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A look at the Yon-Phuel Tshechu
Yon Phuel Tshechu The drametse ngacham being performed at the Tshechu

The Yon-Phuel Lhakhang resonates with the blaring sound of religious musical instruments and the latest Bhutanese music in the background as hundreds of people squeeze their way to witness a dance or to try their luck in a fair stall during the annual Tshechu in Trashigang.

The drametse ngacham being performed at the Tshechu

Yon-Phuel Tshechu has undergone a transition," recalls 62-year old Wangdi from Pangthang, who has not missed the Tshechu for about a decade. Ten years ago, only a few villagers came to witness the Tshechu butnow every year apart from the large crowd that the Tshechu attracts,many fair stalls and makeshift huts serving as temporary shops has added to the charm of the Tshechu.

While some come to witness the festival, there are a few whopurposely come to shop during the Tshechu because in a remote placelike this social gatherings are very rare and shops very few, said a regular visitor. Some Thimphu based businessmen have also come all the way to decorate the Tshechu with electric rice cookers, water boilers and evenelectric pans. One significant change at the Tshechu according to the Kanglung gupis the decrease in alcohol consumers.

"Many villagers, under the influence of alcohol spent nights in the open air and went back home completely broke. It was a sort of drinking festival some years back, but now it has changed," the gup said. "To many the Yon-Phuel Tshechu is also known as kholong Tshechu, (kholong meaning to brawl)," explained a village elder.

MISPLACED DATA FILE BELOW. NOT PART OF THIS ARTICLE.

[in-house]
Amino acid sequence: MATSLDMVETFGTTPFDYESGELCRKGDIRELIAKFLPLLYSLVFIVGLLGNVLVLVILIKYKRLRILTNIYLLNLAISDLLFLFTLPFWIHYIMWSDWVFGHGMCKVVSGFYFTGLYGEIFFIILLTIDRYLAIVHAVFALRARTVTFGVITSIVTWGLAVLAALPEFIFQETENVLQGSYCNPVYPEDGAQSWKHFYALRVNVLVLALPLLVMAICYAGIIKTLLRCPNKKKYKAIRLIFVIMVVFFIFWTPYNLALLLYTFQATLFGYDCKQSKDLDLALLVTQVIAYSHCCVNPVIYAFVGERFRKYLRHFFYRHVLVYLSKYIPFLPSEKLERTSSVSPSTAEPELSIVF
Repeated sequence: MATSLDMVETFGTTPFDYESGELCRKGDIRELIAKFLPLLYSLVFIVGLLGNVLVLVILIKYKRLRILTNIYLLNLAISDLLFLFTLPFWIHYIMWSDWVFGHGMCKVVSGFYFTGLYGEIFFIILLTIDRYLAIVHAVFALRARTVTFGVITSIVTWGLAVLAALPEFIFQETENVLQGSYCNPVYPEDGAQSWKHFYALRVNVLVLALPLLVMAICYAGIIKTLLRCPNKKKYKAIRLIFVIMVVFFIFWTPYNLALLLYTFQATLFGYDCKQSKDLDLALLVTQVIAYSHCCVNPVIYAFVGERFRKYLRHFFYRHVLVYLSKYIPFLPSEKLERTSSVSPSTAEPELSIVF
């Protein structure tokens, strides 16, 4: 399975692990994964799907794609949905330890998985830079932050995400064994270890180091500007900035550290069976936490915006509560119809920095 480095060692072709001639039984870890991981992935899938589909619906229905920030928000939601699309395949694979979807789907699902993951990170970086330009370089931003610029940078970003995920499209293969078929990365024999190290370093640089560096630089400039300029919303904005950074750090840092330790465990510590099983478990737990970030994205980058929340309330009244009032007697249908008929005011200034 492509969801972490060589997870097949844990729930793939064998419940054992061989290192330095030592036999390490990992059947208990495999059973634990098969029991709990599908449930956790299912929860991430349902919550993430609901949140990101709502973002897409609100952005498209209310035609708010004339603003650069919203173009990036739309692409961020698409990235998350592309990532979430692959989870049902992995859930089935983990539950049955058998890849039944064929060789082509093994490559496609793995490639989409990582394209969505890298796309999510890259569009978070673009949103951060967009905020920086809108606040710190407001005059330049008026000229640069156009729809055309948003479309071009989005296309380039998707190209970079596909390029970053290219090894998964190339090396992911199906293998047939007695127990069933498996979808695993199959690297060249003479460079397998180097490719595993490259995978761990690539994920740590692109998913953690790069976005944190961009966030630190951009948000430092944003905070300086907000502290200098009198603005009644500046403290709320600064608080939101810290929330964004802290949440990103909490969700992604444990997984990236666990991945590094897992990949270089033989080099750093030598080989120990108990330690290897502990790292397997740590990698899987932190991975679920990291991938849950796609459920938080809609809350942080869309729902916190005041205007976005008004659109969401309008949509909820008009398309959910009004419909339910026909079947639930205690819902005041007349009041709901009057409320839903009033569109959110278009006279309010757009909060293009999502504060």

The great saint Terton Pema Lingpaon
The unique Yon-Phul Tshechu not only differs from other festivals in the east but also plays an important role in keeping the spiritual tradition alive of a very close-knit community.

Yon-Phuel Tshechu, as its name describes, received its name when the community of Yonphu out of desperation offered a plot of land as choe-yon or holy offering to the great saint Terton Pema Lingpaon his visit to eastern Bhutan.

According to Pangthang Lam Singye Wangchuk who conducts the annual Tshechu, the community of Yonphu (including the villages of Mertsam, Kanglung, Yonphula, Pangthang) has heard about the great terton's visit, but since they did not have anything worthy to offer, they offered a plot of land, which belonged to the community.

The great saint in return, built a monastery on the same plot and created a tsehchu to invoke the deities of the tantric teaching and remove the misfortune of the community through mask dances.

Celebrating the Tshechu in the Peling tradition

Here after, the community of Yonphu celebrated the Yon-Phuel Tshechu in the famous Peling tradition. Unlike other Tshechus in the east the Yon-Phuel Tshechu is celebrated thrice in a year under different names. And the community still equally enjoys the blessing.

The villagers organize the festival themselves
Kyichu monastery near Paro

Shouldering responsibilities themselves the three-day Tshechu is solely organized and performed by the villagers themselves. While layman perform the dances and villagers contribute food grains to sustain the three-day festival, businessmen also contribute money during all the three Tshechus.
Kanglung gup Ugyen Dorji told that contribution was compulsory when the Tshechu first started about 370 years ago. "Apart from cash, about 250 households still contribute rice, wine, kharang and diary products to keep the tradition alive," said the gup.

"Nobody sponsored the Tshechu, but the Tshechu although cashs trapped still continues to keep an age old tradition. By witnessing such an important festival ordinary people come to know their place in the history of the country," he added.

Several hundred devotees from as far as Womrong in the south and Yangtse in the north attended the three-day Tshechu that endedearlier this week by reveling to the public the sacred relics of the Yon-Phuel lhakhangs.

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